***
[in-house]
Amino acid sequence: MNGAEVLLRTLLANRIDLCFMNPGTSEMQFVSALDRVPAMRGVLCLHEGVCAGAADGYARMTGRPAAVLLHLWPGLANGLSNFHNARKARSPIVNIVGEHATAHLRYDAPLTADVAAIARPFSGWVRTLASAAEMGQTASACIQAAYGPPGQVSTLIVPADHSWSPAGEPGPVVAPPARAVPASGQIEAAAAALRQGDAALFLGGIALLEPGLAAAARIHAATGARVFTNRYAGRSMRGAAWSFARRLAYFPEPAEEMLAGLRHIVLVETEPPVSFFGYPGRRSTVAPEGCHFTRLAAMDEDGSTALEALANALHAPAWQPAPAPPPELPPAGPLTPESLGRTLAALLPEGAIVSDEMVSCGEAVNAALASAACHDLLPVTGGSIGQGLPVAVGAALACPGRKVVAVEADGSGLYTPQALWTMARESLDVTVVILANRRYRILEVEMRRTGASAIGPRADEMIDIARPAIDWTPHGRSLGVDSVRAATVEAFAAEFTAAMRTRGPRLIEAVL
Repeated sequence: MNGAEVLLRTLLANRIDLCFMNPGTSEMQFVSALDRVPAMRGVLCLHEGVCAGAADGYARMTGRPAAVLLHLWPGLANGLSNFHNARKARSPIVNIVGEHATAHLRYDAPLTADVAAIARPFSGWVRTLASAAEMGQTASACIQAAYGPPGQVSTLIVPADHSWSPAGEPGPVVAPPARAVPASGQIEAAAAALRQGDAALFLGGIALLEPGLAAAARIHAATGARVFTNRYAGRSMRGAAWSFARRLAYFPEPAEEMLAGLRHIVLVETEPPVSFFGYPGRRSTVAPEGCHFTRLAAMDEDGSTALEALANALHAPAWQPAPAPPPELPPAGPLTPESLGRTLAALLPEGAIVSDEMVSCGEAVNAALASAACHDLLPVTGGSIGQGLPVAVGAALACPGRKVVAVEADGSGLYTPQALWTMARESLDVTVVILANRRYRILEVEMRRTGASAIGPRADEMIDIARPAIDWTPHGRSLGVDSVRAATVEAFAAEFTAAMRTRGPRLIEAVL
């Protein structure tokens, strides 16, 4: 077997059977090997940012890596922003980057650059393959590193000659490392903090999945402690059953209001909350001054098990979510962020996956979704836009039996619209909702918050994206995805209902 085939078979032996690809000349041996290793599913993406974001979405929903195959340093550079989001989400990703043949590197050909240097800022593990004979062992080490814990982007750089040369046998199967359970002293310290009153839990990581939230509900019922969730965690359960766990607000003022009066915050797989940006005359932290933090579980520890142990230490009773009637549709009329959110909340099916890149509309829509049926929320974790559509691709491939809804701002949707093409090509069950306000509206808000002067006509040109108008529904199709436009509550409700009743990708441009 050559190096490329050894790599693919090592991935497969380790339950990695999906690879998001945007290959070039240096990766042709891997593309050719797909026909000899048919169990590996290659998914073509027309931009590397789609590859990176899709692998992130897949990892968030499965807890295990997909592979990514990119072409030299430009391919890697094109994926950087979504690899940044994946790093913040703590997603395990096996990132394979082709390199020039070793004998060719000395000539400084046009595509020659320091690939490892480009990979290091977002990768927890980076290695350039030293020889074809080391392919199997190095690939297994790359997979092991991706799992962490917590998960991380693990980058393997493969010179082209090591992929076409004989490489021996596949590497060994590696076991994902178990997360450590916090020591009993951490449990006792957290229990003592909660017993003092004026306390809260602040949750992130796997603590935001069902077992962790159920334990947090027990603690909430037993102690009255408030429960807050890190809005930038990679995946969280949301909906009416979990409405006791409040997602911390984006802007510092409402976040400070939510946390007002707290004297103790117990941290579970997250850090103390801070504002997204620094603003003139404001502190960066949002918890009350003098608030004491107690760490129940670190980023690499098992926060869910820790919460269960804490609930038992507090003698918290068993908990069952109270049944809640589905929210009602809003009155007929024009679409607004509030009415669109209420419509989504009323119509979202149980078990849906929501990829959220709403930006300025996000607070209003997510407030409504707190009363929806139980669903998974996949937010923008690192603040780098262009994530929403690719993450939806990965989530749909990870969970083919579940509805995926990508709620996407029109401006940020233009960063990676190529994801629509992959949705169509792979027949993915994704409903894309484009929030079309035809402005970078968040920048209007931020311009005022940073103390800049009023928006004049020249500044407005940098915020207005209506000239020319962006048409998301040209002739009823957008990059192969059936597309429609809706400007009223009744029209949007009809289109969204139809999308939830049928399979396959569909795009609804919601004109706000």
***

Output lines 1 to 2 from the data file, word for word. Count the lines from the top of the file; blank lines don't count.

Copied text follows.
[in-house]
Amino acid sequence: MNGAEVLLRTLLANRIDLCFMNPGTSEMQFVSALDRVPAMRGVLCLHEGVCAGAADGYARMTGRPAAVLLHLWPGLANGLSNFHNARKARSPIVNIVGEHATAHLRYDAPLTADVAAIARPFSGWVRTLASAAEMGQTASACIQAAYGPPGQVSTLIVPADHSWSPAGEPGPVVAPPARAVPASGQIEAAAAALRQGDAALFLGGIALLEPGLAAAARIHAATGARVFTNRYAGRSMRGAAWSFARRLAYFPEPAEEMLAGLRHIVLVETEPPVSFFGYPGRRSTVAPEGCHFTRLAAMDEDGSTALEALANALHAPAWQPAPAPPPELPPAGPLTPESLGRTLAALLPEGAIVSDEMVSCGEAVNAALASAACHDLLPVTGGSIGQGLPVAVGAALACPGRKVVAVEADGSGLYTPQALWTMARESLDVTVVILANRRYRILEVEMRRTGASAIGPRADEMIDIARPAIDWTPHGRSLGVDSVRAATVEAFAAEFTAAMRTRGPRLIEAVL